. "Appendix C Judicial Scrutiny of Challenged Gun Control Regulations: The Implications of an Individual Right Interpretation of the Second Amendment--Scott Gast." Firearms and Violence: A Critical Review. Washington, DC: The National Academies Press, 2004.
The following HTML text is provided to enhance online
readability. Many aspects of typography translate only awkwardly to HTML.
Please use the page image
as the authoritative form to ensure accuracy.
Firearms and Violence: A Critical Review
First, the “states’ rights” or “collective rights” view of the Second Amendment argues that the amendment guarantees only the right of the states to create and maintain armed militias.22 Under this interpretation, there is no individual right of private firearm ownership, but rather a collective right of the people or the states to an armed militia. Advocates of this model focus on the amendment’s prefatory clause—“A well regulated Militia, being necessary to the security of a free State”—as limiting the right granted in the operative clause—“the right of the people to keep and bear Arms, shall not be infringed.” The framers intended, according to this theory, that states be free to maintain and arm the type of militias referenced in the fifteenth and sixteenth clauses of Article I, Section 8 of the Constitution,23 which give Congress the power to organize, arm, discipline, and call forth state militias. Outside this limited context, the amendment provides no protection.
A related (yet distinct) interpretation of the Second Amendment has been called the “sophisticated collective rights” model.24 Under this view, the right protected is an individual one, but only to the extent that the individual protected is a member of a state militia. That is, an individual has the right to keep and bear arms when the state does not itself provide the arms for its militia. Proponents of this model read the prefatory clause as qualifying the right granted by the operative clause. For many supporters of the states’ rights or the sophisticated states’ rights theories, the demise of the importance of and need for state militias in modern society has stripped the Second Amendment of any modern day relevance.25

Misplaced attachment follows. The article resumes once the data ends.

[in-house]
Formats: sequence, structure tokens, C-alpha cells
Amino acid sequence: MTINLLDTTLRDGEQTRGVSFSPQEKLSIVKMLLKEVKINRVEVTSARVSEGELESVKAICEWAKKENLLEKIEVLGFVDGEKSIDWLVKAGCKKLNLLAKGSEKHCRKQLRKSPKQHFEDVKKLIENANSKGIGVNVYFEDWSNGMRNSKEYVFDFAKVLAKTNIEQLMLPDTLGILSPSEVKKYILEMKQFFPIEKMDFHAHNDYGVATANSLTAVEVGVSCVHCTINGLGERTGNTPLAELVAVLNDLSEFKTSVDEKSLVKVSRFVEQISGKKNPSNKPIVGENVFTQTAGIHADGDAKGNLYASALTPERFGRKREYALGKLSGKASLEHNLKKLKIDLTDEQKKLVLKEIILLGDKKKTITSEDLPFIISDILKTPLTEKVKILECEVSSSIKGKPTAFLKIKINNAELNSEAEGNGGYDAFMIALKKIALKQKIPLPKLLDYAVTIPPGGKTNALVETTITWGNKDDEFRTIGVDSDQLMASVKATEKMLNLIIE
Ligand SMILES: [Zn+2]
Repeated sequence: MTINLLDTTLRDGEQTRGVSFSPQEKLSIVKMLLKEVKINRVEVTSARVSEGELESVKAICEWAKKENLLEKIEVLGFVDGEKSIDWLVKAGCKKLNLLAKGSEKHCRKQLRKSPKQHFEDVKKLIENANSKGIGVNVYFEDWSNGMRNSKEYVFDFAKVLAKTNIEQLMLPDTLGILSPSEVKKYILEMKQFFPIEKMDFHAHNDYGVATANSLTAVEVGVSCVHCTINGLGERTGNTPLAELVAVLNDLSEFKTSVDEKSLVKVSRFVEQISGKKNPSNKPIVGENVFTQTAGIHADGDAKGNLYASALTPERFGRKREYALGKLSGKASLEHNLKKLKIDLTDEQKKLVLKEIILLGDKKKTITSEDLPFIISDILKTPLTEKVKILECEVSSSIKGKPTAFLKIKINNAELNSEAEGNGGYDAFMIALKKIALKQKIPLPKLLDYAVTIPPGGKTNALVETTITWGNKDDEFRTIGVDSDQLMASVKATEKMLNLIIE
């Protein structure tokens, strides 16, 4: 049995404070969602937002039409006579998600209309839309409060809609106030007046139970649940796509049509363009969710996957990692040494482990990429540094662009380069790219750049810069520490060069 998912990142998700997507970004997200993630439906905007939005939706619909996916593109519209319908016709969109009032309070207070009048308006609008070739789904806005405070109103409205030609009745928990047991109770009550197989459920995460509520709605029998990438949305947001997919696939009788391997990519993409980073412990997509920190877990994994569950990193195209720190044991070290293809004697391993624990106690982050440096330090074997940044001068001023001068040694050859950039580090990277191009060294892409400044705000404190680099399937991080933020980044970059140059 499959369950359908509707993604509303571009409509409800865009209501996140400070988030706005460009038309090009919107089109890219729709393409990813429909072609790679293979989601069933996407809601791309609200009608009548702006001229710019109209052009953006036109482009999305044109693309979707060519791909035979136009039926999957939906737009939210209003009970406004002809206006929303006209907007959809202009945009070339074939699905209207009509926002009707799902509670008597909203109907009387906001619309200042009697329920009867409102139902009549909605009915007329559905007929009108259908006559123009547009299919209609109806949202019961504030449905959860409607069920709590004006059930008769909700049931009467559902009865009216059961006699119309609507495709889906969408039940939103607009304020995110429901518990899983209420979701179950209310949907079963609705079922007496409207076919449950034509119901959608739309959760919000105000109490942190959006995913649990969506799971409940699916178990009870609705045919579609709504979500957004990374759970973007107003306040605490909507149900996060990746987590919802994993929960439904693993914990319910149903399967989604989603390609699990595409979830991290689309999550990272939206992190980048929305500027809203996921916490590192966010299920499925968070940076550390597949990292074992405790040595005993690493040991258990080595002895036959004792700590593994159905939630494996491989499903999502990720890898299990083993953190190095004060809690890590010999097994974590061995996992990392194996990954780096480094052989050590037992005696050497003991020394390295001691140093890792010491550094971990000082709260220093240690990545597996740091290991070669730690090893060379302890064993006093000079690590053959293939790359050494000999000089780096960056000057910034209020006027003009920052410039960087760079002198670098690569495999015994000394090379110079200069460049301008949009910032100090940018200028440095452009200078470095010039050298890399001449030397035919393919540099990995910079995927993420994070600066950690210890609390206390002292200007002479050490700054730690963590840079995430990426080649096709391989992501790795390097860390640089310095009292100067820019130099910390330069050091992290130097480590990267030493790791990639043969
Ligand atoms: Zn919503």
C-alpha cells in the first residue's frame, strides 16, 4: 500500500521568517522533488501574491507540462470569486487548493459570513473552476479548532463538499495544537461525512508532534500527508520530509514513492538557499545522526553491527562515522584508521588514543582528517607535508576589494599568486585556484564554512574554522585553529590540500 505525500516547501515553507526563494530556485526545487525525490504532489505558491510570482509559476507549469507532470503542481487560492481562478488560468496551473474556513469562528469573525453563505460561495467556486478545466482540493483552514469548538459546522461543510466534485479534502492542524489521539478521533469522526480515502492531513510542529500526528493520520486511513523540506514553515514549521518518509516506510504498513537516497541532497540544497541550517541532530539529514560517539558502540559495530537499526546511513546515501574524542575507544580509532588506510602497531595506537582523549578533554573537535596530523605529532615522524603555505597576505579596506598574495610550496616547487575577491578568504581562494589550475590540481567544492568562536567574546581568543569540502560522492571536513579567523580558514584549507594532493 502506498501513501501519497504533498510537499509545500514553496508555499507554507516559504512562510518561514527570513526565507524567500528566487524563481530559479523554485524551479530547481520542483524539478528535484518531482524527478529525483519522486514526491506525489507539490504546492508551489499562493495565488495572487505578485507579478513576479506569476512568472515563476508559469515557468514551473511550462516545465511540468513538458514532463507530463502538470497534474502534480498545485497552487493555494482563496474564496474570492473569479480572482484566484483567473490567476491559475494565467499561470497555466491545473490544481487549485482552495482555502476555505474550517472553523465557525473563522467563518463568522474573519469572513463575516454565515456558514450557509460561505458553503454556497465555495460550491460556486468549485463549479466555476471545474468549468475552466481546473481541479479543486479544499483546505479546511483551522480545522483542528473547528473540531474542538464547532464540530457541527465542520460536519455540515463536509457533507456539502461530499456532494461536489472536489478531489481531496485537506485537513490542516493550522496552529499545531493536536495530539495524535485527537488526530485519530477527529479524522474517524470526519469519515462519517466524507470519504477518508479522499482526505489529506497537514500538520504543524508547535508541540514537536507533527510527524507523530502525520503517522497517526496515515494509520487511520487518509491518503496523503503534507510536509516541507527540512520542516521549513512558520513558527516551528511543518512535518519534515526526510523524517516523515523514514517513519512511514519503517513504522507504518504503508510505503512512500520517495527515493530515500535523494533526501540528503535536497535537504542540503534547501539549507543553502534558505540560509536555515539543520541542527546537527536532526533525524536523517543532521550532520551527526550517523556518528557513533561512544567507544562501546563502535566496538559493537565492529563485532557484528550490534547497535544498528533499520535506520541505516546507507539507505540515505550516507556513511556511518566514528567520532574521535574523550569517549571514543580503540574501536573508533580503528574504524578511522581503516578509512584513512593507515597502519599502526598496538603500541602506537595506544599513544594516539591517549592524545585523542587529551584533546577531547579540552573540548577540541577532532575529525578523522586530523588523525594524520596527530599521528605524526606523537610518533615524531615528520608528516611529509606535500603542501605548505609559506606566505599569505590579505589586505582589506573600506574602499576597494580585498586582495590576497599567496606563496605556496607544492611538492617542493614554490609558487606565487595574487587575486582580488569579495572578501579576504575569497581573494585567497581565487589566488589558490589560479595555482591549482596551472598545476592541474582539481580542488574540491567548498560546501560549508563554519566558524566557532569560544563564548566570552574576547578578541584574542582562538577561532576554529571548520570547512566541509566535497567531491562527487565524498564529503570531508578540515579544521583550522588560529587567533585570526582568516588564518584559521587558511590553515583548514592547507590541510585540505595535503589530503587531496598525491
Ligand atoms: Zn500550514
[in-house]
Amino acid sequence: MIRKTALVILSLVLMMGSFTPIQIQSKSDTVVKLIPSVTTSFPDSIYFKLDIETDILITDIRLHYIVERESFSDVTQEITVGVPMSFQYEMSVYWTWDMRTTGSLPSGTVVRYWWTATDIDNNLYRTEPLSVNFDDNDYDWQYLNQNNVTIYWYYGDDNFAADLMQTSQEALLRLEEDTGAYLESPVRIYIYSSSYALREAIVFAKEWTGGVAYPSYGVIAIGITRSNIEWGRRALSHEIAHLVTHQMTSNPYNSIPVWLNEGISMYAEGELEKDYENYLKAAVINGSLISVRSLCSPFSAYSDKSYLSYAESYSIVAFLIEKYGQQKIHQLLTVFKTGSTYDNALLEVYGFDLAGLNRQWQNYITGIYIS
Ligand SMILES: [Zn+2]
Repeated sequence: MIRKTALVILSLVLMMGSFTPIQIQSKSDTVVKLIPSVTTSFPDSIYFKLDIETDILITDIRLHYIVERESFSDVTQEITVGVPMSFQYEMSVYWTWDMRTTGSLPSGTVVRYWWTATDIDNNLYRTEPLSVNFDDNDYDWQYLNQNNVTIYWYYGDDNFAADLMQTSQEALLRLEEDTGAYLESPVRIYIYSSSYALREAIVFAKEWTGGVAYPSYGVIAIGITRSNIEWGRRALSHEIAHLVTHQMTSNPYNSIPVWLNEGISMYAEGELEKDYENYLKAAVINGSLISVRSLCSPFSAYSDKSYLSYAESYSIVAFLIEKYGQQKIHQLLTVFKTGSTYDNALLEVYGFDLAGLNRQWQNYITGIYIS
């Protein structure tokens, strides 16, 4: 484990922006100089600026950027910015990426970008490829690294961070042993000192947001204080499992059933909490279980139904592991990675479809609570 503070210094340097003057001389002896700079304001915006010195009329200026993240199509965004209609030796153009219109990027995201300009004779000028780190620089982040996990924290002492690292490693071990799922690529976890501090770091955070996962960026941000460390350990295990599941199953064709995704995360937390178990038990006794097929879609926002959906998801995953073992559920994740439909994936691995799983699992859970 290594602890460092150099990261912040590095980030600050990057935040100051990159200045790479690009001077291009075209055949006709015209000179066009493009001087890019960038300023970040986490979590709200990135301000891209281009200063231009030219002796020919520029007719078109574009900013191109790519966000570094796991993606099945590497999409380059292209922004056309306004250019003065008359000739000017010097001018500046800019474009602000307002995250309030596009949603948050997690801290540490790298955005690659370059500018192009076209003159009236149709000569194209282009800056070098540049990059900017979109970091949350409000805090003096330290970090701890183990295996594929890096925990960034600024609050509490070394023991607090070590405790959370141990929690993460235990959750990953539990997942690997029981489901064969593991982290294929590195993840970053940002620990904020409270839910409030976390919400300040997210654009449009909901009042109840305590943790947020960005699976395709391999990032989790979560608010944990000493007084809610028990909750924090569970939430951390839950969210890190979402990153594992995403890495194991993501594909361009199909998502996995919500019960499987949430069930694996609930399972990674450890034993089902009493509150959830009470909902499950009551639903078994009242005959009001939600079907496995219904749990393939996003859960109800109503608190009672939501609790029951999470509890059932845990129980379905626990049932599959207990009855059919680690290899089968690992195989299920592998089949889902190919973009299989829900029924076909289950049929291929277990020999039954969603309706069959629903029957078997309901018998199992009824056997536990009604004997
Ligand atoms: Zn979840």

The second general view of the Second Amendment provides that the right guaranteed by that provision is the right of an individual to keep and
See, e.g., Symposium on the Second Amendment: Fresh Looks, 76 Chi.-Kent L. Rev. 1 (2000); John Dwight Ingram & Allison Ann Ray, The Right (?) to Keep and Bear Arms, 27 N.M.L. Rev. 491 (1997); Keith A. Ehrman & Dennis A. Henigan, The Second Amendment in the Twentieth Century: Have You Seen Your Militia Lately?, 15 U. Dayton L. Rev. 5 (1989).
Article I, § 8, cl. 15-16 provide: “The Congress shall have Power … To provide for calling forth the Militia to execute the Laws of the Union, suppress Insurrections and repel Invasions; To provide for organizing, arming, and disciplining, the Militia, and for governing such Part of them as may be employed in the Service of the United States, reserving to the States respectively, the Appointment of the Officers and the Authority of training the Militia according to the discipline prescribed by Congress.”
See, e.g., Nelson Lund, The Ends of Second Amendment Jurisprudence: Firearms Disabilities and Domestic Violence Restraining Orders, 4 Tex. Rev. L. & Pol. 157, 184-86 (1999); Robert J. Cottrol & Raymond T. Diamond, Book Review: The Fifth Auxiliary Right, 104 Yale L. J. 995, 1003-1004 (1995).
See David C. Williams, Civic Republicanism and the Citizen Militia: The Terrifying Second Amendment, 101 Yale L. J. 551, 554 (1991) (“As we today have no such universal militia and assurance that contemporary arms-bearers will be virtuous, the Second Amendment itself is—for now—outdated…. The militia was a precondition for the right to arms. Without a militia, the right is meaningless.”).